Little Johnny has a very long surname. Yet he is not the only such person in his milieu. As it turns out, one of his friends from kindergarten, Mary, has a surname of the same length, though different from Johnny's. Moreover, their surnames contain precisely the same number of letters of each kind - the same number of letters A, same of letters B, and so on.
Johnny and Mary took to one another and now often play together. One of their favourite games is to gather a large number of small pieces of paper, write successive letters of Johnny's surname on them, and then shift them so that they obtain Mary's surname in the end.
Since Johnny loves puzzles, he has begun to wonder how many swaps of adjacent letters are necessary to turn his surname into Mary's. For a child his age, answering such question is a formidable task. Therefore, soon he has asked you, the most skilled programmer in the kindergarten, to write a program that will help him.
In the first line of the standard input there is a single integer () denoting the length of Johnny's surname. The second line contains Johnny's surname itself, i.e., contains its successive letters (without spaces). The third line contains Mary's surname in the same format: a string of letters (with no spaces either). Both strings consist only of capital (upper-case) letters of the English alphabet.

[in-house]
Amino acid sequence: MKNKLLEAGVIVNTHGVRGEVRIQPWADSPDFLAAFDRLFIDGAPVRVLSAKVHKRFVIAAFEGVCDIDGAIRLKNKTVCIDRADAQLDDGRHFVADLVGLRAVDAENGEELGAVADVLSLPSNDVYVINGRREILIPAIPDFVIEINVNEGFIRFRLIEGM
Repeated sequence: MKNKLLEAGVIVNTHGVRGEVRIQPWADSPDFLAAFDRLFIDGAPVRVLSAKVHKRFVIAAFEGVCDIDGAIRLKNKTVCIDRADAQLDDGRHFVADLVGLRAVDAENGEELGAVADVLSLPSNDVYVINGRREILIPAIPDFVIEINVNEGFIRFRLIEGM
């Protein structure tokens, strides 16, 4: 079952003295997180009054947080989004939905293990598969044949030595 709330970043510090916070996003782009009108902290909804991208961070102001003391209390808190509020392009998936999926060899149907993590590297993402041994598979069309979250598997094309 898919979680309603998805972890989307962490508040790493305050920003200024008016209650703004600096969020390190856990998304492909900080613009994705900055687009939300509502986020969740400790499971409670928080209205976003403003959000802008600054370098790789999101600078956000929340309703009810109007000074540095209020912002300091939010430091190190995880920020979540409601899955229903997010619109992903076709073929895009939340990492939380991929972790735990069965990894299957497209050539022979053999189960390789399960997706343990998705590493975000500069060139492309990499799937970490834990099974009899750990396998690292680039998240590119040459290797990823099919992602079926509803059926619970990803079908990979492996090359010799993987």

In tests worth 30% of points it additionally holds that .
Your program should print a single integer to the standard output: the minimum number of swaps of adjacent letters that transforms Johnny's surname into Mary's.
For the input data:
3 ABC BCA
the correct result is:
Task author: Marian M. Kedzierski.